Future Forum Breakfast #2: Engaging with the global consumers [Event Snapshot]

Friday, August 24, 2012

Our Future Forum Breakfast Series #2 was a success this morning, as we heard from Mark McCrindle and Adam Penberthy, with a cup of fine tea in one hand and a selection of breakfast canapés in the other.

Mark McCrindle spoke about understanding the influences and trends which shape how we communicate and effectively engage 21st century consumers. 

One of the areas discussed was the growth and change in global connectivity and communications. Operator-assisted calls, telegrams, IDD calls, pagers and fax machines characterised communication for the Builders and Boomers. For Gen Xers, communication was done through other modes such as mobile phones (who can forget the Nokia brick phones), Hotmail, Netscape Navigator, backpacking etc. Moving along to the younger Gen Ys, communication has been executed through SMS text messaging, cheap and easy flights for students, collaborative information in Wikipedia and e-readers.

In more recent times, we've seen a wealth of emerging social media trends with the popular Facebook, Twitter and YouTube. Sharing all things once deemed private, such as personal preferences, grievances and obsessions - platforms which allow a broadcasting of the individual to their peers and greater public, have been gaining momentum. These include sharing pages, pics and interests on Pinterest, to complaining about a hair in burger on Eatability, to checking in at Club "ihopethismakesmelookpopular" with 15 tagged friends. Peer-driven validation has always been a shared trait, and the emergent trends in communication have capitalised on this.

That was just one of the various topics discussed this morning. If you are interested in looking at Mark McCrindle's presentation slides, please download them here.

Our final Future Forum breakfast event of the year "Achieving cut-through: Communication tactics for message-saturated times" will be held on Friday the 2nd of November. Tickets are $79 each or $59 for 3+. Click here to register!

We hope to see you there!

The McCrindle Team.

A World of Generations [INFOGRAPHIC]

Thursday, August 23, 2012

The average age of national populations varies from 15 in some developing countries to over 45 in some "old world" countries. Similarly the average age across the world's continents varies significantly. From Baby Boomer Europe to Gen Xer USA, from Gen Y South America to Gen Z Africa: welcome to our multi-generational world.

Click here to download the PDF.
Click here for the image in a higher resolution.

A world of generations - Global median ages map | McCrindle Research Resource

Source: McCrindle Research, CIA World Factbook 2009

Generations Defined: 50 years of change over 5 generations [RESOURCE]

Wednesday, August 22, 2012

McCrindle Research resource - Generations Defined Sociologically

In just 50 years Australia has been transformed through the transitioning generations. From the Builders Generation who literally and metaphorically built this nation after the austerity years post-depression and World War 2, to the Baby Boomers who redefined the cultural landscape, to Generation X who ushered in new technologies and workstyles, and now to Generations Y and Z who in this 21st Century are redefining lifestages and lifestyles.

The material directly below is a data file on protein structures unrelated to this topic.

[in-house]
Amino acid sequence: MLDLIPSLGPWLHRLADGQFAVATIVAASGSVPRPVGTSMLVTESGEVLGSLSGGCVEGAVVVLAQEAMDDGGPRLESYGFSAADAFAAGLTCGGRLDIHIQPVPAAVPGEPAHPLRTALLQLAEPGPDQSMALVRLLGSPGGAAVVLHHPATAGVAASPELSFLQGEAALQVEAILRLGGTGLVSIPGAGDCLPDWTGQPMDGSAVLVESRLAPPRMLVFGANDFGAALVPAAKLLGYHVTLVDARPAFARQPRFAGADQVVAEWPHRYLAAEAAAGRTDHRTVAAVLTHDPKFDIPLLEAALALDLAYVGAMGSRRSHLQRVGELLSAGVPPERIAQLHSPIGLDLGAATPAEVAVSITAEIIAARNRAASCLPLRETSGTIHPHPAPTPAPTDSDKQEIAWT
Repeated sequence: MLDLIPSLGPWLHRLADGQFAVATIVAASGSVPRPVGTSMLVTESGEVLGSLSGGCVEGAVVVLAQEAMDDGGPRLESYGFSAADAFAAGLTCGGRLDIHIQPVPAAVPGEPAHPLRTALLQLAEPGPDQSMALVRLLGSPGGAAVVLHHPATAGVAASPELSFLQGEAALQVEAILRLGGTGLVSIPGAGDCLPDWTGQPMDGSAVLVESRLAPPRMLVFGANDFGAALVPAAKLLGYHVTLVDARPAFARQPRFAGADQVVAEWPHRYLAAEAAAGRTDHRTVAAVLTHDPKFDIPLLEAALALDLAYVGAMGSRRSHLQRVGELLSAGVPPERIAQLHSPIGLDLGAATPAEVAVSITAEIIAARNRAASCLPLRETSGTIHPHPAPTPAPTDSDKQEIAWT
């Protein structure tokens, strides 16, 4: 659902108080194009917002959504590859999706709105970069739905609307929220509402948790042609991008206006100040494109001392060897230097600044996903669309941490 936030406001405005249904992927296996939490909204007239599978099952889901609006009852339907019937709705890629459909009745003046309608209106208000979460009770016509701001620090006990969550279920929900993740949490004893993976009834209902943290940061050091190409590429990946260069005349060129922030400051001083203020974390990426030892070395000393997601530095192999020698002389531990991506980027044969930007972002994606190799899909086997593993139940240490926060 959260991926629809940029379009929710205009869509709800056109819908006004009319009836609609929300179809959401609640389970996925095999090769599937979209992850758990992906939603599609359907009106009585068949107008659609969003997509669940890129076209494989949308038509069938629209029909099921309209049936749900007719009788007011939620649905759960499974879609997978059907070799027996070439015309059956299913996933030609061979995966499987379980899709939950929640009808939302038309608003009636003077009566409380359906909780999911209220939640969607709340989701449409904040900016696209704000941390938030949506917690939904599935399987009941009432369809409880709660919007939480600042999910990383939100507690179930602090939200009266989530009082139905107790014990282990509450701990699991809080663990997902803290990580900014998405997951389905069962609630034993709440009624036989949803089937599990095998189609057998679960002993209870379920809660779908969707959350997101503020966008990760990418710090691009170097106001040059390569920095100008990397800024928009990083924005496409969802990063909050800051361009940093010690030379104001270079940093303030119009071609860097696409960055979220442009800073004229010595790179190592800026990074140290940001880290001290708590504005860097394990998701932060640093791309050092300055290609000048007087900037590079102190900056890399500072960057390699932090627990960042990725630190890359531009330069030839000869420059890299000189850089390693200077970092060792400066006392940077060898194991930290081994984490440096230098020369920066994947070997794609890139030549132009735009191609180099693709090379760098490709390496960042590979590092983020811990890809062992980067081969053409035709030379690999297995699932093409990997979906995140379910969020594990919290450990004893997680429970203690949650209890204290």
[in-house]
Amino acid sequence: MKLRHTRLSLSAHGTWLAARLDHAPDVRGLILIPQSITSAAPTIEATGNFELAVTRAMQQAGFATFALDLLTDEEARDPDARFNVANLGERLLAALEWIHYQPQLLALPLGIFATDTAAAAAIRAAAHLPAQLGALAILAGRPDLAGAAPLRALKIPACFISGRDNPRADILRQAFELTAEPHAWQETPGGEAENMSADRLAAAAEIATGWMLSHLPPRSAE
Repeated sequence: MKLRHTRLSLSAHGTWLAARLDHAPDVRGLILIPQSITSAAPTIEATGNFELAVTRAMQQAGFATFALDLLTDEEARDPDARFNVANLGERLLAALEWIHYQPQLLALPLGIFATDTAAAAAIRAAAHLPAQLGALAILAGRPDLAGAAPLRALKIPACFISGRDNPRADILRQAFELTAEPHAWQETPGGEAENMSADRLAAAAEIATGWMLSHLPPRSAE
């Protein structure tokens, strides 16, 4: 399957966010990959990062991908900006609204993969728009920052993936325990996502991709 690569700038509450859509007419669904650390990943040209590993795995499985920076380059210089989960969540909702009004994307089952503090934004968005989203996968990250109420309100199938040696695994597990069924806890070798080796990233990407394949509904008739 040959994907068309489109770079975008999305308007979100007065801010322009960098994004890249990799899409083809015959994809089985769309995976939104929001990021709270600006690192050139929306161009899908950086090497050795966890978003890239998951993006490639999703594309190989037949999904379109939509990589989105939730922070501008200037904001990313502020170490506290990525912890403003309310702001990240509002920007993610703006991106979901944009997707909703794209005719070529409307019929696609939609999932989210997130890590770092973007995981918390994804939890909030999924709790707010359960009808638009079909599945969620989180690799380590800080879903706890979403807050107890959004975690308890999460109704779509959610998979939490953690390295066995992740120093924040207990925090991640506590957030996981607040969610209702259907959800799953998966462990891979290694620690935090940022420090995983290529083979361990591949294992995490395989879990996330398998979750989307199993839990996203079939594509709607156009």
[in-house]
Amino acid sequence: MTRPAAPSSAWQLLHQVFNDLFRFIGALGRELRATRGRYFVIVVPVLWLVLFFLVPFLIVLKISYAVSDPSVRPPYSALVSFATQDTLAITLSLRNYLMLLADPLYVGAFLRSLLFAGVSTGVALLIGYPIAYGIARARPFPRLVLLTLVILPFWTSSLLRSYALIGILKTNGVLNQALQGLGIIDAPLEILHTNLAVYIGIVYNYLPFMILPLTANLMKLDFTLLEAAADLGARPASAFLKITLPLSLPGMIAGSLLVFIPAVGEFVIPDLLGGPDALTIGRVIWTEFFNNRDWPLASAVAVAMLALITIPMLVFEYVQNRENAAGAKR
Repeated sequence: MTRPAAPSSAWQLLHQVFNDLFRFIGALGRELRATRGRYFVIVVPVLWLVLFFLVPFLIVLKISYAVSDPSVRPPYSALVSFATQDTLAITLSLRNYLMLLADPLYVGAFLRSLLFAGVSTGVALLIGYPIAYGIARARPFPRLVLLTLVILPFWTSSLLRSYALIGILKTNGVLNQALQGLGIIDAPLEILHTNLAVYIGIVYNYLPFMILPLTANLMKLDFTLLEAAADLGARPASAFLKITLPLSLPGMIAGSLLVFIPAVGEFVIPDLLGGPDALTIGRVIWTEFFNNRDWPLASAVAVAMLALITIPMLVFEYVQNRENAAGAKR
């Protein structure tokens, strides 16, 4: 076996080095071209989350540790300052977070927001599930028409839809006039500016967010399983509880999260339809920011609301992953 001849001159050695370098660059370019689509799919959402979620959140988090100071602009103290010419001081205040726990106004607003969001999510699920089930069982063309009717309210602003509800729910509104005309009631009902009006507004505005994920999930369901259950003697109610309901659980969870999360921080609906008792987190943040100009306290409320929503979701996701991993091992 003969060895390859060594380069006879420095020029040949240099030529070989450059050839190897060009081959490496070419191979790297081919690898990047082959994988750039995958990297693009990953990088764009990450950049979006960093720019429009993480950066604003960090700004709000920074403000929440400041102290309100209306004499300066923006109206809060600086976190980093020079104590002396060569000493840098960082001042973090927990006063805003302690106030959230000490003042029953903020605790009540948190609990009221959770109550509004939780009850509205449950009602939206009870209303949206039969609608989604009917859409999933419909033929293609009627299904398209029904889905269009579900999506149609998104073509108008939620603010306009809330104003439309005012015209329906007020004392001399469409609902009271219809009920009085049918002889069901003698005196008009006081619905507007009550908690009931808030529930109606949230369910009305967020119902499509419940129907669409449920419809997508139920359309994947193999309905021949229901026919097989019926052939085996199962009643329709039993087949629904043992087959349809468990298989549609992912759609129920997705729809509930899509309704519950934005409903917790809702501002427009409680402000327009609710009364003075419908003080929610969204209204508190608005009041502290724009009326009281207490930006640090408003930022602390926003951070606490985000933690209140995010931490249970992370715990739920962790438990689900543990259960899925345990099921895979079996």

In one generation we’ve gone from colour TV to internet TV, from roller skates to rip sticks, from top-down leadership to user-generated content and from long-term savers to lifestyle debt.

If you want a full overview of 50 years of change across 5 generations then this 1-pager is for you.
Click here to download the PDF. Enjoy!

And if you want to get a more in-depth overview, join us for our Future Forum Breakfast, 7am this Friday at the QVB Tea Room in Sydney. FREECALL 1800 TRENDS (1800 873 637) to register now.

Connect with the global, digital, multi-generational, value conscious consumer

Monday, August 20, 2012

McCrindle Research presents the Future Forum Breakfast Series event, 21st Century Customers, engaging with the emerging global consumers this Friday at The Tea Room, QVB in Sydney.

Consumers today are not just regional or national, but global. It's no longer just about the Boomer or Generation X customer, but now also about Generations Y and Z. It's not just about the traditional aspirational consumer but the value-conscious, price comparing shopper. It's not just about the conventional store fronts but now also about connecting digitally with the online consumer, who are focused on value, are connecting globally, are influenced by new brands and who are harder to track and connect with than ever before.

Australia's digital communications expert Adam Penberthy will be joining us and will be talking about connecting with the younger generations, and Social Researcher Mark McCrindle will be speaking about demographic, social and household budget changes and connecting with the emerging market segments. Don't miss out on this highly practical event!

Call us to register now: FREECALL 1800 TRENDS (1800 873 637) or register online here: http://mccrindle.cart.net.au/store/mccrindle-events/ 

Boomerang Kids - The trend of adult children living in their parents' home [MEDIA]

Wednesday, August 15, 2012

Aussie Baby Boomer parents are experiencing a growing trend where their adult children are staying at home. In a society where cost of living is increasing, the parents' home is often a fall-back option.

Mark McCrindle appeared on Today Tonight last night to shed some more light on this subject. For a generation with more lifestyle debts, travel more & spend more on technology, the savings that come from living at home is a good incentive!

Watch more clips on the McCrindle Research YouTube Channel.

Sport and the Redefined Australian Identity - Post by Mark McCrindle

Monday, August 13, 2012

Sport and the redefined Australian identity | Aussie sports supporter

Australia has not had the number one cricket team for several years. The Wallabies finished third at last year’s Rugby World Cup. At Wimbledon this year, Australia had its worst result since 1938 and at the London Olympics, Australia ranked 10th- our worst result for twenty years. Yet while there are questions being asked, there is no national soul searching, no sense of mass mourning, and not even much visceral disappointment. All of which begs the question: why?